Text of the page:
The Y we joined here has Zumba classes too. Wahoo! I went to my first one a couple weeks ago and was pleased with it. It was challenging, but not impossible. More importantly it was fun. I met a really nice lady there and we've gone to several classes together. Last Tuesday, we went to a later Zumba class at a different Y. The instructor was older and I agreed with Samantha when she said that hopefully this would be an easy class to follow.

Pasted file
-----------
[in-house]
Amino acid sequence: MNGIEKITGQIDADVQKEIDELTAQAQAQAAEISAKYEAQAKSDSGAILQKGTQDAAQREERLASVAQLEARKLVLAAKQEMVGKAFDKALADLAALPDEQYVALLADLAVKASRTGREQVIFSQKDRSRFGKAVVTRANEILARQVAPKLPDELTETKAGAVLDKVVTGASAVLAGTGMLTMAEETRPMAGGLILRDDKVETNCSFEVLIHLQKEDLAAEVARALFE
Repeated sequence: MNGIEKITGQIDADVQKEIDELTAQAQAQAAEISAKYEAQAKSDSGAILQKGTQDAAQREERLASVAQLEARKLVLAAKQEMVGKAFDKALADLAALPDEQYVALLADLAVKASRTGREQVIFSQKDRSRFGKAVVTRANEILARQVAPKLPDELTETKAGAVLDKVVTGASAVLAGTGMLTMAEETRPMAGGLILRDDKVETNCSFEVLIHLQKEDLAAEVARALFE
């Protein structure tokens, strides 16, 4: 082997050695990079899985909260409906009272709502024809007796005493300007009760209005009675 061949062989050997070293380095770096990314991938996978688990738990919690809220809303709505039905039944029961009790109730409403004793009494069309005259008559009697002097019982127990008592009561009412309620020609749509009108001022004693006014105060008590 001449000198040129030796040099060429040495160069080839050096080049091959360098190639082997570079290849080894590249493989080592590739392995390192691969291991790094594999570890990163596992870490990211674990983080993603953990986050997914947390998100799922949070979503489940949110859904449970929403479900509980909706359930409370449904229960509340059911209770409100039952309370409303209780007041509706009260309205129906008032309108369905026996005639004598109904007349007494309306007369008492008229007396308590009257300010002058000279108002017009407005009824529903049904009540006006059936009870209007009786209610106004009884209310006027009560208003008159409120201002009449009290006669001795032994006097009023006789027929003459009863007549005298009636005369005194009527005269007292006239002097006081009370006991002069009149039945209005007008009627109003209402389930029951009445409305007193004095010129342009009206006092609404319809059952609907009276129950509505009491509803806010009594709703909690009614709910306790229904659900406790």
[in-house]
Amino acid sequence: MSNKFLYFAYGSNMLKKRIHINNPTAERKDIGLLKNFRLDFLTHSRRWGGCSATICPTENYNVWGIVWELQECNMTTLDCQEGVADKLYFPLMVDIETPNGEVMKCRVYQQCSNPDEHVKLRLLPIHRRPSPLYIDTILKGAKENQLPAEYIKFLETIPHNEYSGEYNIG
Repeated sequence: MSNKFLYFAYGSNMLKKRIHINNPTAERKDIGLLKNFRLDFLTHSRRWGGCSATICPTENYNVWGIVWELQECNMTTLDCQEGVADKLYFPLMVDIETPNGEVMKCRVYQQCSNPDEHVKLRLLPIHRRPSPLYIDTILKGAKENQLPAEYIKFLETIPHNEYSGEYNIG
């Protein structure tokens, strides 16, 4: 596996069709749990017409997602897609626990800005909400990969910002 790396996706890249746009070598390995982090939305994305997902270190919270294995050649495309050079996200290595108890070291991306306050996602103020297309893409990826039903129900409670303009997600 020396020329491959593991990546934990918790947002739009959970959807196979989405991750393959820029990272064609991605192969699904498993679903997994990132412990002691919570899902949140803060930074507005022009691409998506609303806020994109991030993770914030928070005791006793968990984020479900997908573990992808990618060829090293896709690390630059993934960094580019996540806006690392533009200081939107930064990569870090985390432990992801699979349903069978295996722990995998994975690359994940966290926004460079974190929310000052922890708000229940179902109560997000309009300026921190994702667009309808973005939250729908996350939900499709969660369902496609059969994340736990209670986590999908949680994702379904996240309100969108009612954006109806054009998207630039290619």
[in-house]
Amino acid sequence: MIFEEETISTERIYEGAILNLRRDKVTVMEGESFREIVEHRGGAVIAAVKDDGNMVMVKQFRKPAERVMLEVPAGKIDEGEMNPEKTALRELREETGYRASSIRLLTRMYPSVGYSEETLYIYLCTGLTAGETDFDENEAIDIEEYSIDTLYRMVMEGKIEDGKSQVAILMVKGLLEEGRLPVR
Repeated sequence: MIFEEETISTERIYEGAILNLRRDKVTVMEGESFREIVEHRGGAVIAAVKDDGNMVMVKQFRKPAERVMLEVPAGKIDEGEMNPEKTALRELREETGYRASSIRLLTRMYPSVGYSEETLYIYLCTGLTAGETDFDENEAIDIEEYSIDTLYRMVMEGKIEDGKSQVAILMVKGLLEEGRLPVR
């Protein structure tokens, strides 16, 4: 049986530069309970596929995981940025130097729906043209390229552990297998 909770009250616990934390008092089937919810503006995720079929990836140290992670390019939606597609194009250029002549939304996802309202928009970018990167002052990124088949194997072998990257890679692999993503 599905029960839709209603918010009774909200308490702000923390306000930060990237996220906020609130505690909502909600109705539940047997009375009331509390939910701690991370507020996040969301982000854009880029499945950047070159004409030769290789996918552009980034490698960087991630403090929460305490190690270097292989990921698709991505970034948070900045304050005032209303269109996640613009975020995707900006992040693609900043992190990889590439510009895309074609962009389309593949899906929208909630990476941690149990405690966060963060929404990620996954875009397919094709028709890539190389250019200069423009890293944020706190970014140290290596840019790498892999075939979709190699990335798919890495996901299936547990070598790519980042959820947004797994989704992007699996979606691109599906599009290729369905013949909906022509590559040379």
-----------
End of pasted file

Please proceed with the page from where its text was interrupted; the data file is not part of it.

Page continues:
We back row habiters have trouble seeing the instructor since the room is large and the classes are always really, really full. But I've never been much of a front row type of person and don't see myself starting that now. When our instructor last week started talking, she said something about routine #19. Ummmmm.....there are routines? And there are at least 19 of them? This does not bode well for us novices. I mean, I get that routines are necessary, but I really thought that it was more of a free flow type thing...let the rhythm move you and all that. The class only lasts an hour and about halfway through, she literally had us galloping across the room. Repeatedly. Routine #19 requires way more energy than I was expecting to expend at 7:30 on a Tuesday night. I had a lot of trouble with some of the steps and on one or two occasions, I thought that I might need to consider getting an portable oxygen tank to strap on before doing too many more routine #19's. Wowsers! Even better is that the room is mirrored, because what overweight gal doesn't enjoy seeing everything jiggle and bounce? All the more reason to stick to the back, where at least the skinny pros towards the front hide a portion of a hip or fat roll. Every little bit helps. Samantha, my Zumba partner, is worried about not knowing the steps. I'm worried about living through the class. But we are going again tonight. I will not be defeated routine #19!!! I will master you! Muahahaaaahaaaaaaaaa.